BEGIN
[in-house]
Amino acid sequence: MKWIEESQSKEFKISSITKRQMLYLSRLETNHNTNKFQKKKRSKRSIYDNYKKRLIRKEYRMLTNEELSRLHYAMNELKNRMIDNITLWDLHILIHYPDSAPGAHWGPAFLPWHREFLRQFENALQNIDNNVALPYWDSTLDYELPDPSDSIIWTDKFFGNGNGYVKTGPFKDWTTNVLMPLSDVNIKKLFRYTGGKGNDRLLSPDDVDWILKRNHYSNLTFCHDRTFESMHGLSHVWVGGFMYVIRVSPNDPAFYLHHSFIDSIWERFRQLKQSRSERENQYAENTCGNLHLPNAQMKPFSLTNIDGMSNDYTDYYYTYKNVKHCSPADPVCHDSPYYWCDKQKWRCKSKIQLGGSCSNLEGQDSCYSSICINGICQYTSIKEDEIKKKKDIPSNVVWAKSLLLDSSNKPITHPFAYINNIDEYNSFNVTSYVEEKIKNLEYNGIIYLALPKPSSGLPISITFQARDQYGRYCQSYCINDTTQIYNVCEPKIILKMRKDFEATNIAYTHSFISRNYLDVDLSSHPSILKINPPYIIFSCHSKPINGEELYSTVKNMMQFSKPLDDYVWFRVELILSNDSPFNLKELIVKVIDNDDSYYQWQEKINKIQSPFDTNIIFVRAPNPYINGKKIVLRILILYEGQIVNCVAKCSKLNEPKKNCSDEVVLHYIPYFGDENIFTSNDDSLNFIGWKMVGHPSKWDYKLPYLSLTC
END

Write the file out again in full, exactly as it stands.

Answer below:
[in-house]
Amino acid sequence: MKWIEESQSKEFKISSITKRQMLYLSRLETNHNTNKFQKKKRSKRSIYDNYKKRLIRKEYRMLTNEELSRLHYAMNELKNRMIDNITLWDLHILIHYPDSAPGAHWGPAFLPWHREFLRQFENALQNIDNNVALPYWDSTLDYELPDPSDSIIWTDKFFGNGNGYVKTGPFKDWTTNVLMPLSDVNIKKLFRYTGGKGNDRLLSPDDVDWILKRNHYSNLTFCHDRTFESMHGLSHVWVGGFMYVIRVSPNDPAFYLHHSFIDSIWERFRQLKQSRSERENQYAENTCGNLHLPNAQMKPFSLTNIDGMSNDYTDYYYTYKNVKHCSPADPVCHDSPYYWCDKQKWRCKSKIQLGGSCSNLEGQDSCYSSICINGICQYTSIKEDEIKKKKDIPSNVVWAKSLLLDSSNKPITHPFAYINNIDEYNSFNVTSYVEEKIKNLEYNGIIYLALPKPSSGLPISITFQARDQYGRYCQSYCINDTTQIYNVCEPKIILKMRKDFEATNIAYTHSFISRNYLDVDLSSHPSILKINPPYIIFSCHSKPINGEELYSTVKNMMQFSKPLDDYVWFRVELILSNDSPFNLKELIVKVIDNDDSYYQWQEKINKIQSPFDTNIIFVRAPNPYINGKKIVLRILILYEGQIVNCVAKCSKLNEPKKNCSDEVVLHYIPYFGDENIFTSNDDSLNFIGWKMVGHPSKWDYKLPYLSLTC